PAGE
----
As directed by the Consolidated Appropriations Act of 2023 (CAA) that was signed into law by President Biden on December 29, 2022, on October 23, the U.S. Department of Agriculture (USDA) released the report on its general assessment of the state of the U.S. compliance and voluntary carbon markets for the agricultural and forestry sectors. The report, titled Report to Congress: A General Assessment of the Role of Agriculture and Forestry in U.S. Carbon Markets (Report) provides a summary of the assessment’s findings with respect to the current supply and demand of agriculture and forestry carbon credits in the U.S., as well as the barriers to market entry faced by many agriculture and forestry landowners and operators. The Report also highlights the role that USDA could play in reducing such barriers, notably through a potential GHG Technical Assistance Provider and Third-Party Verification Program (Program). As participants in the voluntary carbon market search for greater certainty regarding the integrity of carbon credits being bought or sold, the Program may become a unique and valued resource for potential project developers and carbon credit buyers.
The Report notes that while forestry projects accounted for approximately 58 percent of credit issuance volume for U.S. carbon projects from 2013-2022, agriculture and land use projects accounted for just three percent of such volume during the same timeframe. With respect to future demand, the Report highlights the growing interest in carbon removal credits rather than carbon avoidance or reduction credits, while noting that removal credits currently only account for five percent of all credits in the U.S. carbon markets. Because only projects that comply with a carbon credit registry’s protocols for reforestation or soil carbon sequestration are eligible for removal credits at present, the Report predicts that reforestation and soil carbon sequestration projects will receive preference in the voluntary carbon market over other kinds of agricultural or forestry projects moving forward.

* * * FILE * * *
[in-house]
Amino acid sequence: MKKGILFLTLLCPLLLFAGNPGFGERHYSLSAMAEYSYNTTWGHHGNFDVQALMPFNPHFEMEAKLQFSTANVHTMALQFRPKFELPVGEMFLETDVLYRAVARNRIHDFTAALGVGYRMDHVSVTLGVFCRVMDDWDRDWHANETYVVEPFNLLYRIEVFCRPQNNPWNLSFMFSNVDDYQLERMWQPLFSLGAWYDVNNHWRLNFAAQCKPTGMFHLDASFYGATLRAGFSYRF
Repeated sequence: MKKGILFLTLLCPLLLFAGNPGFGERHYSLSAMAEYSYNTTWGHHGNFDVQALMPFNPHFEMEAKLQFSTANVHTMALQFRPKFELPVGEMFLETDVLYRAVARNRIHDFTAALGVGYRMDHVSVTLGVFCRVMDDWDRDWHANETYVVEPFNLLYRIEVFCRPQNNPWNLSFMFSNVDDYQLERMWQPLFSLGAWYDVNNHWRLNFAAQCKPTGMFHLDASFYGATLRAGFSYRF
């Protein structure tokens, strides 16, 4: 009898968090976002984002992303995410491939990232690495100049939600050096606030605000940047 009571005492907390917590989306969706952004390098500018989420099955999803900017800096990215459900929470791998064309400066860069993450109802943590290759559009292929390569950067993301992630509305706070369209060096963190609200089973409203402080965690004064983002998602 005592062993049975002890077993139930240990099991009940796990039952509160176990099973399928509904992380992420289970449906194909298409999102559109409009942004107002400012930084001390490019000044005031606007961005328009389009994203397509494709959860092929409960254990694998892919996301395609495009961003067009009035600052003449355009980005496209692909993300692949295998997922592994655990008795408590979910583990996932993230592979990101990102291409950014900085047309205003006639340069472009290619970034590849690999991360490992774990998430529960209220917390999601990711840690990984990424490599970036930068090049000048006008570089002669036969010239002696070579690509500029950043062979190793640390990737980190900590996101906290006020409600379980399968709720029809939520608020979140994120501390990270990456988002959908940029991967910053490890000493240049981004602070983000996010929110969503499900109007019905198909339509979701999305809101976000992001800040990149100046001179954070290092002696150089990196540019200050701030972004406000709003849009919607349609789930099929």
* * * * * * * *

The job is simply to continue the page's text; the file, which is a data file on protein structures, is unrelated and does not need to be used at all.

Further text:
Among the barriers to entry for agricultural and forestry landowners and operators, the Report references the cost of GHG quantification and market confusion. Recent surveys, the Report notes, indicate that the creation, merger or discontinuance of voluntary carbon credit standards and registries, and the differing requirements of such standards and registries, make it difficult for landowners and operators to determine whether developing a carbon project is a prudent investment. With respect to GHG quantification, the Report notes that estimation models commonly used to determine the GHG impact of a project must be calibrated, validated, and parameterized to accurately represent the various conservation practices, species, crops and geographies relevant to the project. This kind of quantification requires significant time, data and investment by project components, the Report adds.
Regarding the role that USDA could play in reducing these barriers, the Report mentions the development of a soil carbon monitoring and research network that the USDA will establish to collect field-based data for carbon sequestration over space and time, and to develop a network of on-site experiments on carbon sequestration to strengthen predictive models and support GHG assessment. Regarding market confusion, the Report notes that the Program would enhance the USDA’s efforts to provide farmers, ranchers and foresters with the requisite resources to decide if and how to participate in the carbon market, and suggests that the Program’s focus would be providing increased certainty around qualified market actors and expected market outcomes. The Report also notes that the CAA does not direct the Program to create a USDA carbon registry, and thus, since the Program would not compete with voluntary carbon credit registries, it would not impede or constrict existing markets.